Testing may be justified at centers in areas with high virus activity


SAN FRANCISCO—Transplant centers need to weigh the pros and cons of screening solid organs for West Nile virus prior to transplantation, a Canadian researcher said here at the 46th annual Interscience Conference on Antimicrobial Agents and Chemotherapy.

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Several transplant centers in the United States are considering universal polymerase chain reaction testing for the virus in all donated solid organs. In areas where there are higher rates of West Nile virus infection, this type of testing could help lower the risk of transmission, said Atul Humar, MD, director of transplant infectious diseases at the University of Toronto. In places where transmission rates are consistently very low, however, screening may lead to unnecessary costs and potential harm because of false positive results.


“False positives can lead to not using organs that otherwise would have been suitable,” Dr. Humar said. “Another factor that confounds this issue is what type of test to use in the setting of a deceased donor.”


Although blood products are universally screened for the virus, he noted, no guidelines call for universal screening of donated kidneys and other solid organs. West Nile virus can be acquired in transplant patients via multiple mechanisms, including blood transfusions, contaminated donor organs, and mosquito bites. Once exposed, transplant patients are much more likely to have rapid onset and lethal disease, which is fueling debate over screening donated organs for the virus.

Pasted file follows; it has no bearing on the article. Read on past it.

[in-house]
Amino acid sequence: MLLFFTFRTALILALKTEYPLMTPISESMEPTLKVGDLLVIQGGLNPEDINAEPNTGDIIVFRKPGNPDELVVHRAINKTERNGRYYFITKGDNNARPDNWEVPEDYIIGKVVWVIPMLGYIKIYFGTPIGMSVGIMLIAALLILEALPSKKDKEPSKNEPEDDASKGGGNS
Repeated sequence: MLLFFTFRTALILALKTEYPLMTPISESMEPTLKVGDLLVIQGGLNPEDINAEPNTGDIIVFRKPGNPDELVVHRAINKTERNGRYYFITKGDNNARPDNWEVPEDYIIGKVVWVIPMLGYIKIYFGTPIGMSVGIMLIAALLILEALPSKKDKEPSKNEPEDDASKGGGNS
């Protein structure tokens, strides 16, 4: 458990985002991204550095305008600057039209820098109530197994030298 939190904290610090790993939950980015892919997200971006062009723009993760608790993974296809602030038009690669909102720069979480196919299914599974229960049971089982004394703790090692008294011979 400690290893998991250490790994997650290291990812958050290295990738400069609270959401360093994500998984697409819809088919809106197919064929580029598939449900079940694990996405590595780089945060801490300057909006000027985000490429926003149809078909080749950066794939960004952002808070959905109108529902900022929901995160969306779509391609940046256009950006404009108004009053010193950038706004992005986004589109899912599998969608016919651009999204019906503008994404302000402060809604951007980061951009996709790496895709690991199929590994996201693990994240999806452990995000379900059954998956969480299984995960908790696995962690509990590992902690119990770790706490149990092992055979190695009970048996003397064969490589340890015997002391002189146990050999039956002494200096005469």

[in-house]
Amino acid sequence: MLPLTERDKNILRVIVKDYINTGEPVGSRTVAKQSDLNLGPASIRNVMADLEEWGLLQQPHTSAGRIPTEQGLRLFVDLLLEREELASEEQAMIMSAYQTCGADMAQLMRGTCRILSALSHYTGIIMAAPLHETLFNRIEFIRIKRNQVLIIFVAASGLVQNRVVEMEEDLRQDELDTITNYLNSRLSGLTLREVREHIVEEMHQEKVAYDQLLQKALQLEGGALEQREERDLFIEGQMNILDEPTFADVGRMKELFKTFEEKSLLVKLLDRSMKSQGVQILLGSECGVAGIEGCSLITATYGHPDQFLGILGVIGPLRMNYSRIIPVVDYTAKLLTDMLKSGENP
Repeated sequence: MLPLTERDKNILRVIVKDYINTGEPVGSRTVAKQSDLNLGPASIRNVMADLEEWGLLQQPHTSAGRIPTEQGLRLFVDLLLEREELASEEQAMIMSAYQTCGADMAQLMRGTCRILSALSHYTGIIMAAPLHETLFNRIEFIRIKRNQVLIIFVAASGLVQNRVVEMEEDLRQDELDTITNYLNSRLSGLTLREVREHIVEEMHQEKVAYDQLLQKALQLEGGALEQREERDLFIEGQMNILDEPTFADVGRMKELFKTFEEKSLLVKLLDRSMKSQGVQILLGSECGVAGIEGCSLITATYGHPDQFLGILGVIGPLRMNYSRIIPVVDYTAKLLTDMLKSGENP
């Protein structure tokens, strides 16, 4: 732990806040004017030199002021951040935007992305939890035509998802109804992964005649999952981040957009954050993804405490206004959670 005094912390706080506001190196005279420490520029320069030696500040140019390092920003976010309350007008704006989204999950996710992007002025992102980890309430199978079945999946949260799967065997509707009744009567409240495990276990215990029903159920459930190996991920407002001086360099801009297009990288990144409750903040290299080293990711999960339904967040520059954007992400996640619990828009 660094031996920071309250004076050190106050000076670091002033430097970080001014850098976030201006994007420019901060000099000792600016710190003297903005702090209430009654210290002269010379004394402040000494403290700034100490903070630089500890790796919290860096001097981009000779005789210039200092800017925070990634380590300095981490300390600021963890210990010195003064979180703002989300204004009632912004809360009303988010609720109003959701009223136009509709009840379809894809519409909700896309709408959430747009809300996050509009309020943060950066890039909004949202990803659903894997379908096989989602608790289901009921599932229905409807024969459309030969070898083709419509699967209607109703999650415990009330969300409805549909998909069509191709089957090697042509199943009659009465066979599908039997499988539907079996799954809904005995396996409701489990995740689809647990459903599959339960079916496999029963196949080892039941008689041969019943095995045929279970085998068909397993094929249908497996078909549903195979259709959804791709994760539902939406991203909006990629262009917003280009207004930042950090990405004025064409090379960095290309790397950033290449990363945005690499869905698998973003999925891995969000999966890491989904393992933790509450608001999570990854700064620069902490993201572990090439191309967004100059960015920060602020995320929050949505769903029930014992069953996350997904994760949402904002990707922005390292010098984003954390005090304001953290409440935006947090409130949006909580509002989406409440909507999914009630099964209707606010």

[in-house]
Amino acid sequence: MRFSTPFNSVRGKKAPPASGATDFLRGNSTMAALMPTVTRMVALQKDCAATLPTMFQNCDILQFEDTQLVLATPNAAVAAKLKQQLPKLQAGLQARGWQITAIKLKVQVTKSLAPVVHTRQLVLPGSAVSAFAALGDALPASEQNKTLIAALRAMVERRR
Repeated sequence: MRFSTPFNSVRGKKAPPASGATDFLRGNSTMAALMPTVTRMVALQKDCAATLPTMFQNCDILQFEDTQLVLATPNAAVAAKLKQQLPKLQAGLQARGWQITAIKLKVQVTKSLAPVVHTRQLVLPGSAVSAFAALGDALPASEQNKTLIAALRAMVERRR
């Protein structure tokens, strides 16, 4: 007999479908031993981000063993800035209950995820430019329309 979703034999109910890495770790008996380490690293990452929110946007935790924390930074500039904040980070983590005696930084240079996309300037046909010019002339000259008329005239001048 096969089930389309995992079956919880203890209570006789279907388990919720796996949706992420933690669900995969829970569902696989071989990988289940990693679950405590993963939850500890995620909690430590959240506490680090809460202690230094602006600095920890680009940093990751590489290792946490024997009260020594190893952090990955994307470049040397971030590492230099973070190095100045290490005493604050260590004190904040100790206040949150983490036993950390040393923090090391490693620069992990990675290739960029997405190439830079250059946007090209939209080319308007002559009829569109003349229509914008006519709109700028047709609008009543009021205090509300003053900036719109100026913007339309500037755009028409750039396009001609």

“West Nile virus has been bad in some areas in recent years. Some years have been worse than others but the problem is not going to go away,” he said.


So far, two multiple-transplant recipients have acquired West Nile virus from an infected donor. In one case, the organ donor was likely infected through a blood transfusion. In the second case, the donor was likely infected from a mosquito bite. Both patients became ill.


It is unclear how cost effective it would be to embrace universal testing for West Nile virus in donated organs. Prior to the arrival of screening blood products for West Nile virus, the risk of transfusion-transmitted infection was estimated to be 1 in 30,000, but it may be have been much higher in endemic areas—as high as 1 in 1,000. In the average transplant recipient, the risk of developing severe neuroinvasive disease is estimated to be about 40%.


If a community has a great deal of West Nile virus activity in a given year and a transplant program is considering screening donors for the virus, then it will need to consider issues that have not yet been thoroughly addressed, such as available assays, laboratory resources, turn-around time, and medicolegal concerns, Dr. Humar said.


The United Network for Organ Sharing only recommends testing of donated organs where there are significant prevalence rates.